The spine is divided into three sections. From the neck down, these are the cervical, the thoracic and the lumbar spine. Each section is divided into its composite vertebrae, and each one is given a letter and number depending on where it is in the spine. The lumbar vertebrae are numbered from one to five, and are given the letter L before them to indicate the lumbar section. Thus, they are the L1, L2, L3, L4 and L5 vertebrae. An L2 spinal cord injury is the second from the top in this section.
It is also the lowest vertebra in the entire spine that has tissue from the spinal cord in that region. While an injury to this part of the spinal column is still serious, it may not be fatal. An injury to any part can be termed as either complete or incomplete. Many injuries result in weakness rather than paralysis when they happen to this part of the spine.
Getting treatment for an L2 spinal cord injury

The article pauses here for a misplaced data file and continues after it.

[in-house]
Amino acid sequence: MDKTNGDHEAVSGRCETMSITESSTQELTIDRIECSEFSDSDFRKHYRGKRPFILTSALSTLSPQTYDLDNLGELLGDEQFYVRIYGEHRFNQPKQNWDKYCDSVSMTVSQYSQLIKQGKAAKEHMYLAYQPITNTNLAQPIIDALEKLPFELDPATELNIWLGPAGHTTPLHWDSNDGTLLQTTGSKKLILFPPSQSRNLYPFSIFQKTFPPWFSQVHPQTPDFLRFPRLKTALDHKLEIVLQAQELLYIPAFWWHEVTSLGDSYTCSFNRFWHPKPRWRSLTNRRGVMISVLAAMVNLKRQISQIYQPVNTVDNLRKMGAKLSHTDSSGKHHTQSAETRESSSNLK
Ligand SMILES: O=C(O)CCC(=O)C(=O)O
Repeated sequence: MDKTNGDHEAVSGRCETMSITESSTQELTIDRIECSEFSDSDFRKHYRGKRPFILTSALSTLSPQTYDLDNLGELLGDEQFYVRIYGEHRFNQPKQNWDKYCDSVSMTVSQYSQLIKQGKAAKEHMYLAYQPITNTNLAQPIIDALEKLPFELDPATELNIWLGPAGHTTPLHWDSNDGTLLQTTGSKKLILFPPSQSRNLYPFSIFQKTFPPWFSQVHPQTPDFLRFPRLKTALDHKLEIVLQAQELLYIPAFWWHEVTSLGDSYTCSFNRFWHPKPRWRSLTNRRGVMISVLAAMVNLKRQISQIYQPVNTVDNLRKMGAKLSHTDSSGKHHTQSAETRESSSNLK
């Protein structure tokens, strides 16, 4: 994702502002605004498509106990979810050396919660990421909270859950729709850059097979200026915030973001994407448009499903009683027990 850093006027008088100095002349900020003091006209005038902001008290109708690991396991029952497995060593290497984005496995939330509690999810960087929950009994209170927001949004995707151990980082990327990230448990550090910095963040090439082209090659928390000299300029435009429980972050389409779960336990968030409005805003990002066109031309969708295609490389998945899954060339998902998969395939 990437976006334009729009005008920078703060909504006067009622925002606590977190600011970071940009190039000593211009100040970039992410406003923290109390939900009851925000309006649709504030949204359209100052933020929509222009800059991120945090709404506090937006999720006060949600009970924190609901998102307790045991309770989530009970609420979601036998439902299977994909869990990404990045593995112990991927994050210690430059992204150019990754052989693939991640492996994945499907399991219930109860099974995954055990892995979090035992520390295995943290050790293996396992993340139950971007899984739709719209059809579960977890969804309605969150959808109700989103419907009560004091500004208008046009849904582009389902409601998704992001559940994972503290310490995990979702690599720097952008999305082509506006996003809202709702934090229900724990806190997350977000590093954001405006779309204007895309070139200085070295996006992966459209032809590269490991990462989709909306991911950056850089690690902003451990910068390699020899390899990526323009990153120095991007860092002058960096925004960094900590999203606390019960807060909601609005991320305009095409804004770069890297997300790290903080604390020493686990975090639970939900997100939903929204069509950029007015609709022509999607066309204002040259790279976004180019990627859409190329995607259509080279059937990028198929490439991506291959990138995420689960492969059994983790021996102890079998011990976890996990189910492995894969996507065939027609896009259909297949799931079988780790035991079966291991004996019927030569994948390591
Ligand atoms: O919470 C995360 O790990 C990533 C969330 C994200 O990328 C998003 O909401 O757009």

Obviously, early treatment is essential to ensure you have the best prognosis for your injury. It is possible to experience an injury like this in a fall onto your back, or in an accident such as a car accident, for example.
Some people may need to use a wheelchair for the rest of their lives, so it is very important to recognise injuries to this part of the spine are still very serious. However, others may only need occasional use of a wheelchair, whereas still more may be able to walk short distances. Some may walk using various devices for short distances, too.
Getting compensation for your injury
It is possible you may potentially be able to seek compensation for your L2 spinal cord injury if it was caused by a third party. For example, if you were in an accident, you should consider whether someone else caused that accident. If so, they may have been negligent and you may have proof of this.
Calling Accident Advice Helpline is a smart move. You can do this on 0800 689 0500 or on 0333 500 0993 from a mobile phone. When you speak to an advisor on our team, you can find out whether a no-win, no-fee compensation claim could be started on your behalf. Could one of our lawyers be on hand to help?
Date Published: January 24, 2017
Author: Rob Steen